Sending this out a few days early this week to line up with US Thanksgiving!
I've been thinking about thanksgiving.
One of my worst traits is optimism.
Sure, it's one of my best traits too, but it has a dark side.
I always think I can get more done than I do.
And damn, it happens every day.
Every day goes by, and I get less done than I thought I would. In short sprints, my over-optimistic mind can actually bring me down.
I've realized there's a simple fix.
When I help someone out or catch up with an old friend, I get to share my expertise. It feels good to help.
This forces me to recognize how far we've come.
Example: I caught up with a great long-standing client last week, and it had been about a year since we talked. They asked about our year at BIG and how things were going.
I explained how we're growing like crazy and helping our all-star clients grow like crazy. I recapped a few of the bigger things we've done.
They were blown away.
At that moment, I couldn't believe how much we've gotten done this year, how amazing our team is, and how fun it's been impacting our clients. .
One second, it was not enough. The next, we're moving fast!
I didn't judge myself on what I thought I could get done in the short term.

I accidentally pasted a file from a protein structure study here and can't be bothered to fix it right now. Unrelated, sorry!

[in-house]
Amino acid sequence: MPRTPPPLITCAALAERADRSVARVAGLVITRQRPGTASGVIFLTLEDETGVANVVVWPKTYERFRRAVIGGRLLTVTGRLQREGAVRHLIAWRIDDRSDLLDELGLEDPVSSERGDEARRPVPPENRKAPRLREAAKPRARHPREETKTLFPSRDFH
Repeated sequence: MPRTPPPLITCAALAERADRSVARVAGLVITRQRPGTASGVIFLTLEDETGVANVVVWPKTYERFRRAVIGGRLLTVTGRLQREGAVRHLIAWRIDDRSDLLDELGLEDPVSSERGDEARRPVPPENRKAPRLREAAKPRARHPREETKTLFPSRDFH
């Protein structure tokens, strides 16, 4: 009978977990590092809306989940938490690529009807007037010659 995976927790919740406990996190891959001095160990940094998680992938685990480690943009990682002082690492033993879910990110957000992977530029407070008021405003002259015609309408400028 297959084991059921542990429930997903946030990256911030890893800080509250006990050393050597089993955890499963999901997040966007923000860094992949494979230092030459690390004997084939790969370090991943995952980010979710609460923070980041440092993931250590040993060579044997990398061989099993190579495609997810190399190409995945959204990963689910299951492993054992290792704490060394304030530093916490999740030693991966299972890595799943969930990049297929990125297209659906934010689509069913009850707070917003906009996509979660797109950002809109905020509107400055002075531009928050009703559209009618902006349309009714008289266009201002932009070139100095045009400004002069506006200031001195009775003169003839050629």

Instead, my friend and client asked me what I had gotten done in the longer term.
I had an a-ha moment.
My insight was deeper than short- versus long-term:
We can help others feel thankfulness more powerfully than we can force ourselves to feel it.
Let's put this into action.
Paraphrased a bit, try asking someone these three questions in sequence:
These are amazing questions.
My wife Becky and I went out for paella last weekend to take a pause from the fray and celebrate the year so far. Paella!
We asked each other these questions—even knowing they were coming, my answers moved me.
Hers moved me more.
She shared how she's persevered every day, standing up her non-profit equine therapy program at Reins Of Hope.
Feeding the horses and donkey every morning and night, no matter the weather. Building her breast cancer survivor program. Working with the AMAZING volunteers at SAP that have adopted her program.
In the short term, she feeds the horses in the rain. She leads 50+ volunteers. She has countless texts and emails to answer.
In the longer term, she helps breast cancer survivors reacclimatize to society. She helps young children walk. She helps.
It's amazing what we all accomplish in a year.
Yet how hard it is to let ourselves be satisfied.
Here's an idea...
On the business side, schedule some calls with clients. Send them a short note, asking to check in.
On the personal side, spend some moments with family at Thanksgiving or if you're outside the States, check in with some friends.
It's the perfect time of year for it.
Ask them Luke's questions or whatever version of them feels right. Give them a shot.
I'm blown away by their impact.
Give the other person the spotlight.
Let them feel the thankfulness.
Because a funny thing will happen.
You'll feel more thankful too.
ps. These are GREAT questions for discussion around the US Thanksgiving dinner table. That's why we sent this out a few days early.
I'm wishing you TONS of Thankful thoughts and conversations. Let's make a difference in others!
And thank YOU for being a reader of my weekly thoughts.
I'm feeling thankful. 😉